Heads of two troubled hospitals leaving their posts

For the second time this week the head of a hospital that has faced significant safety concerns and public scrutiny over problems in the quality of its care has decided to step aside.

Yesterday, Roy Powell, president and CEO of Aria Health - the three facility network that includes a Frankford campus in Northeast Philadelphia where musician and community activist Joaquin Rivera, 63 died waiting for treatment in the ER last November – announced he would step aside when a successor is found. Powell, 55, has led Aria, which changed its name from Frankford Hospital last year, since 1996.

Aria spokeswoman Maria Cerceo Slade said there was no connection between Powell’s decision and the death of Rivera.

The incident, which included the theft of Rivera’s wristwatch after he died waiting for emergency care, resulted in a critical state review, a heated city council hearing, and questions over the Aria’s handling of the medicine and the aftermath of the patient’s death. Rivera’s family is suing the hospital.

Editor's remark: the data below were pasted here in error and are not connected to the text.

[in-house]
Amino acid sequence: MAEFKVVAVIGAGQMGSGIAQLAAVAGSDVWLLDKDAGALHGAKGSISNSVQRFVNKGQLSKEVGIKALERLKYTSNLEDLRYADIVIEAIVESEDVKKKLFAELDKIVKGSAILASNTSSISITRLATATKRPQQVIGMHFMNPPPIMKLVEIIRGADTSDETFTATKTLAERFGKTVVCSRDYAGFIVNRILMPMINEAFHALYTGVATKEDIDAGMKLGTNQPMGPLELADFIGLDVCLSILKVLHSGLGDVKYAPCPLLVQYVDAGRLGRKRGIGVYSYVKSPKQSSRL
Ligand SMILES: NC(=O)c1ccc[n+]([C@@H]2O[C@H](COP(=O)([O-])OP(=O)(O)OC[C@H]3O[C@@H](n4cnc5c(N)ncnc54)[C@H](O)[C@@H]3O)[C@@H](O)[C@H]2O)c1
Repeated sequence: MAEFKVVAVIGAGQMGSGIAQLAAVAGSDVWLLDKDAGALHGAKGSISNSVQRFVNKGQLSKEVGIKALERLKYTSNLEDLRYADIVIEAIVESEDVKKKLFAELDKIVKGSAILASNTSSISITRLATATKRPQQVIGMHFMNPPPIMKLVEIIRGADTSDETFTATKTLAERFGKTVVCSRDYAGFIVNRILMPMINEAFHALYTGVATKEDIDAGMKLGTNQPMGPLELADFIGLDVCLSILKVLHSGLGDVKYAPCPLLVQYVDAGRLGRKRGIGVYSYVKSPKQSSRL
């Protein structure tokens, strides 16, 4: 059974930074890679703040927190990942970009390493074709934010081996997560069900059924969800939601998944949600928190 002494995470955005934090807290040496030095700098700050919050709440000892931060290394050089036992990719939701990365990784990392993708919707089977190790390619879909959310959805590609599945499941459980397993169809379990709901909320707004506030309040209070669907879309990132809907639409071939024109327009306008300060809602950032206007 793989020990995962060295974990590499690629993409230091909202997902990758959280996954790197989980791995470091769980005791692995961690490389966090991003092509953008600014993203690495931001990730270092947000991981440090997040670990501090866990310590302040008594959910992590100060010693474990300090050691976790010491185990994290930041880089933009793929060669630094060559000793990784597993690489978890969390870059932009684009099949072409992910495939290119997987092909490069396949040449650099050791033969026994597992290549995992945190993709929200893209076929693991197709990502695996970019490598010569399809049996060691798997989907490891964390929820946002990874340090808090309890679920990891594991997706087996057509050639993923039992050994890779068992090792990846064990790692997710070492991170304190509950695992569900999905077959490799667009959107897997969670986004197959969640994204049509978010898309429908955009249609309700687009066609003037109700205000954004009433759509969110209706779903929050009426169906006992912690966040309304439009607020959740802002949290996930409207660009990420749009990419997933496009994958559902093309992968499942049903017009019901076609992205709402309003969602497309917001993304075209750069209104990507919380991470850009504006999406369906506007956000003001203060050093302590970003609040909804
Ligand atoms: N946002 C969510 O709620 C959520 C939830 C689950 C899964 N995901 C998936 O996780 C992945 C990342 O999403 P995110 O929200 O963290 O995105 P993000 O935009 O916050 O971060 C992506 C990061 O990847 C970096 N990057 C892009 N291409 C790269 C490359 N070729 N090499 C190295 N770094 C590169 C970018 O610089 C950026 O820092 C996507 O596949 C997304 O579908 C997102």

Earlier this week, Richard S. Citron, director of the Philadelphia VA Medical Center announced that he would retire as of May 1 after 38 years working for the U.S. Department of Veterans Affairs. Citron’s hospital has faced congressional scrutiny and numerous investigations by federal regulators into a trouble prostate cancer treatment program that incorrectly dosed 97 veterans with radiation.

So far, 31 veterans or the wives of veterans have filed claims seeking a total of $58 million from the VA.

Citron, his immediate boss – network director Michael Moreland – members of congress and others have said the director was not pressured to retire as a result of problems a the hospital.